– No overseas firms can solicit for business in the United States

– The imposition of the Volcker Rule which prohibits proprietary trading in any capacity outside OTC derivatives.

The Volcker Rule was first publicly endorsed by President Obama on January 21, 2010. The proposal specifically prohibits a bank or institution that owns a bank from engaging in proprietary trading, and from owning or investing in a hedge fund or private equity fund, and also limits the liabilities that the largest banks can hold. This is one of the Republican Party’s major priorities when looking at abolishing the Dodd-Frank Act.

Under discussion is the possibility of restrictions on the way market-making activities are compensated; the Dodd-Frank Act stipulates that traders would be paid on the basis of the spread of the transactions rather than any profit that the trader made for the client. This may be also abolished.

On January 21, 2010, under the same initiative, President Obama announced his intention to end the mentality of “Too big to fail.”

In early November last year, the transition team’s blueprint that was published on the president’s website stated that the Trump team “will be working to dismantle the Dodd-Frank Act and replace it with new policies to encourage economic growth and job creation.”

FinanceFeeds maintains that businesses in America are run by true professionals who are continually striving to provide increasingly high quality trading environments. FXCM, GAIN Capital, OANDA Corporation and Interactive Brokers are widely recognized to be of very high quality and not once have any of them made any negative discourse toward the regulatory structure.

Many non-US firms that exited the market were unable to maintain the standards required, however now that this ‘clean up’ has occurred and the US firms dominate, relaxing the Dodd-Frank Act would in our opinion not diminish the quality of America’s business environment in the electronic trading  sector, but assist continued sustainability and allow access to overseas firms that wish to uphold the good standard and participate in such a vital market.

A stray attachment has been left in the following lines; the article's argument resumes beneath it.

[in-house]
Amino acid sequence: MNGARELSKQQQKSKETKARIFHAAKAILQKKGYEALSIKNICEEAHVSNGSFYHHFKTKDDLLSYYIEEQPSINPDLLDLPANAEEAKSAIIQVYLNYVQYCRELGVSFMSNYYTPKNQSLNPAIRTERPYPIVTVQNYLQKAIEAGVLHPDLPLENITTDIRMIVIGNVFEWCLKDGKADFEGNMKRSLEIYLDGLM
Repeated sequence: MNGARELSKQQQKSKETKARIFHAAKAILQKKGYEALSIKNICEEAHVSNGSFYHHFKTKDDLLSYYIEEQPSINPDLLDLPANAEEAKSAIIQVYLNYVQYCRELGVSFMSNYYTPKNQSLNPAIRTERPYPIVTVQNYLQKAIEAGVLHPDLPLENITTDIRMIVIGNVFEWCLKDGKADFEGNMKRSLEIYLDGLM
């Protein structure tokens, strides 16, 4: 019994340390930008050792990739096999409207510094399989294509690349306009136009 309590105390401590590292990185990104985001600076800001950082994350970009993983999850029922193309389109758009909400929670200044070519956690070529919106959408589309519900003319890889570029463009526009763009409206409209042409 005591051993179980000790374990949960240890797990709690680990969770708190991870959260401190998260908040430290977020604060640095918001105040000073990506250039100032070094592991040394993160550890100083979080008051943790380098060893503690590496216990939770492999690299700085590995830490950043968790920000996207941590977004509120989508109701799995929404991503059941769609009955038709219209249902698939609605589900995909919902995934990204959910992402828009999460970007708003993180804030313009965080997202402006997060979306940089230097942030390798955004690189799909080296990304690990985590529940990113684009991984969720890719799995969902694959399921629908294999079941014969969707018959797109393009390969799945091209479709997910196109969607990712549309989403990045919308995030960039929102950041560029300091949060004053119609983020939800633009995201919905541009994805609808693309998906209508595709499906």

The president-elect has enlisted the services of Paul Atkins, a former Republican member of the Securities and Exchange Commission and longtime Dodd-Frank critic, to recommend policies on financial regulation.

Any removal of draconian restrictions on FX trading in the US will likely be welcome, with the best aspect here being the chance for the US to shine as a bastion of high quality as the National Futures Association and Commodity Futures Trading Commission will not tolerate malpractice and have massive restitution and prosecution powers against firms that do wrong, however if the Dodd-Frank Act is completely overturned at this stage, it would mean a genuine free market for those wishing to make the most of an astute audience which benefits from the highest level of consumer protection in the world, without the overbearing government bureaucracy that caused well-meaning and high quality firms to exit the country in the first place.

During the next year, it will be of great interest to note the extent to which the Dodd-Frank Wall Street Reform Act will be rescinded and to how many firms can benefit from once again re-establishing presence in one of the world’s most well organized and high quality regions.